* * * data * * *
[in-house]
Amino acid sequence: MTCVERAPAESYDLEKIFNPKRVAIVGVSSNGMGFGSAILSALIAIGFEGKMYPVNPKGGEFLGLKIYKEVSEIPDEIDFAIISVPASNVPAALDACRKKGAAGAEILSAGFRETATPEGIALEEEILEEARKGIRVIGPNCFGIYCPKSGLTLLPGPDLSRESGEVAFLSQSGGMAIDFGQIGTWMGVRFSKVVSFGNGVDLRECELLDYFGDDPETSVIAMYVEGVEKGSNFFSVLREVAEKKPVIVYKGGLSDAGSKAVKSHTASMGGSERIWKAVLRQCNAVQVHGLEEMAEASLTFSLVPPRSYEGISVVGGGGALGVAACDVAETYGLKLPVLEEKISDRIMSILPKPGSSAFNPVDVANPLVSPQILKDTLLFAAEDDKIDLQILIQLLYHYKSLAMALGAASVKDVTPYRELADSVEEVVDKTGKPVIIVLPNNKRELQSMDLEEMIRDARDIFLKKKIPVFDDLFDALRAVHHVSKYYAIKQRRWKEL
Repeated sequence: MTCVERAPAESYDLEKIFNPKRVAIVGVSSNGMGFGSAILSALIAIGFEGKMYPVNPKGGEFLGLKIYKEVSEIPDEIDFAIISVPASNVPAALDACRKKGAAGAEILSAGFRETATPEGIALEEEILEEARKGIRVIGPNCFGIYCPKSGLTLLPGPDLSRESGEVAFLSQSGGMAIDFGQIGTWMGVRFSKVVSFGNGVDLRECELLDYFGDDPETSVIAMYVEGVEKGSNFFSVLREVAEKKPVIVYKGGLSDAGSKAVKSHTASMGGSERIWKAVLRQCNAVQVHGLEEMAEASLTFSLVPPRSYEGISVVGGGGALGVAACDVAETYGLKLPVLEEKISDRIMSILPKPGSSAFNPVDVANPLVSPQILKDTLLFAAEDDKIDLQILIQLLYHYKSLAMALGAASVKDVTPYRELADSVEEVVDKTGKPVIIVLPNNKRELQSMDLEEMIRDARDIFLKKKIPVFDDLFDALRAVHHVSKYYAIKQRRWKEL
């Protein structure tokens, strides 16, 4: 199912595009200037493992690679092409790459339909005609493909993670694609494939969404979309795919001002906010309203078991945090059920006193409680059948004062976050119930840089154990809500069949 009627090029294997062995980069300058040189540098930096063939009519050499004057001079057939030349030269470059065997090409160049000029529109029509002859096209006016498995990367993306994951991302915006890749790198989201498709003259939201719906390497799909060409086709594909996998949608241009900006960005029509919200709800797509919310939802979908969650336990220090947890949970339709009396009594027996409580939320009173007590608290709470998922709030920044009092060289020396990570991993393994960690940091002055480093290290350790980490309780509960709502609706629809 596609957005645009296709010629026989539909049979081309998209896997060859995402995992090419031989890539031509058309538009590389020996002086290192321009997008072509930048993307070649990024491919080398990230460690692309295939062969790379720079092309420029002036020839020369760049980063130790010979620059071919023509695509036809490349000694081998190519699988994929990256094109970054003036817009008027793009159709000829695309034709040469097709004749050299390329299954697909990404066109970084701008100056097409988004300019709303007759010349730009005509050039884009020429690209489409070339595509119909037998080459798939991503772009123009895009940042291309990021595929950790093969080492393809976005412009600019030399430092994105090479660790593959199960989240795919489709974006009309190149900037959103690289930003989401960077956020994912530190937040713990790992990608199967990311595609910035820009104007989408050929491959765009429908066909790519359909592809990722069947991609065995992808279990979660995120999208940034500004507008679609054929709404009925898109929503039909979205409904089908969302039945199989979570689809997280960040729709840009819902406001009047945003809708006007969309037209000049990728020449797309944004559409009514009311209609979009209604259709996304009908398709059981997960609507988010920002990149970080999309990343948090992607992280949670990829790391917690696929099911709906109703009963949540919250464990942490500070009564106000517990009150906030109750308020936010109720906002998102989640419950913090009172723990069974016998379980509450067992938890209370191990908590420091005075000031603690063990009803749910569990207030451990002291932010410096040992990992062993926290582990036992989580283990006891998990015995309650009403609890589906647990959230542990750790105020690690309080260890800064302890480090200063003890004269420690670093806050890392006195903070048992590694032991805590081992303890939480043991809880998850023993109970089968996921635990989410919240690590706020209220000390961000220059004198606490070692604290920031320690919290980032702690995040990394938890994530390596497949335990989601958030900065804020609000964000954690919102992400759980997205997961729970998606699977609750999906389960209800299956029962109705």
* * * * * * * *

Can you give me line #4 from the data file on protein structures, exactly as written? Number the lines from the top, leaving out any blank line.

């Protein structure tokens, strides 16, 4: 199912595009200037493992690679092409790459339909005609493909993670694609494939969404979309795919001002906010309203078991945090059920006193409680059948004062976050119930840089154990809500069949 009627090029294997062995980069300058040189540098930096063939009519050499004057001079057939030349030269470059065997090409160049000029529109029509002859096209006016498995990367993306994951991302915006890749790198989201498709003259939201719906390497799909060409086709594909996998949608241009900006960005029509919200709800797509919310939802979908969650336990220090947890949970339709009396009594027996409580939320009173007590608290709470998922709030920044009092060289020396990570991993393994960690940091002055480093290290350790980490309780509960709502609706629809 596609957005645009296709010629026989539909049979081309998209896997060859995402995992090419031989890539031509058309538009590389020996002086290192321009997008072509930048993307070649990024491919080398990230460690692309295939062969790379720079092309420029002036020839020369760049980063130790010979620059071919023509695509036809490349000694081998190519699988994929990256094109970054003036817009008027793009159709000829695309034709040469097709004749050299390329299954697909990404066109970084701008100056097409988004300019709303007759010349730009005509050039884009020429690209489409070339595509119909037998080459798939991503772009123009895009940042291309990021595929950790093969080492393809976005412009600019030399430092994105090479660790593959199960989240795919489709974006009309190149900037959103690289930003989401960077956020994912530190937040713990790992990608199967990311595609910035820009104007989408050929491959765009429908066909790519359909592809990722069947991609065995992808279990979660995120999208940034500004507008679609054929709404009925898109929503039909979205409904089908969302039945199989979570689809997280960040729709840009819902406001009047945003809708006007969309037209000049990728020449797309944004559409009514009311209609979009209604259709996304009908398709059981997960609507988010920002990149970080999309990343948090992607992280949670990829790391917690696929099911709906109703009963949540919250464990942490500070009564106000517990009150906030109750308020936010109720906002998102989640419950913090009172723990069974016998379980509450067992938890209370191990908590420091005075000031603690063990009803749910569990207030451990002291932010410096040992990992062993926290582990036992989580283990006891998990015995309650009403609890589906647990959230542990750790105020690690309080260890800064302890480090200063003890004269420690670093806050890392006195903070048992590694032991805590081992303890939480043991809880998850023993109970089968996921635990989410919240690590706020209220000390961000220059004198606490070692604290920031320690919290980032702690995040990394938890994530390596497949335990989601958030900065804020609000964000954690919102992400759980997205997961729970998606699977609750999906389960209800299956029962109705």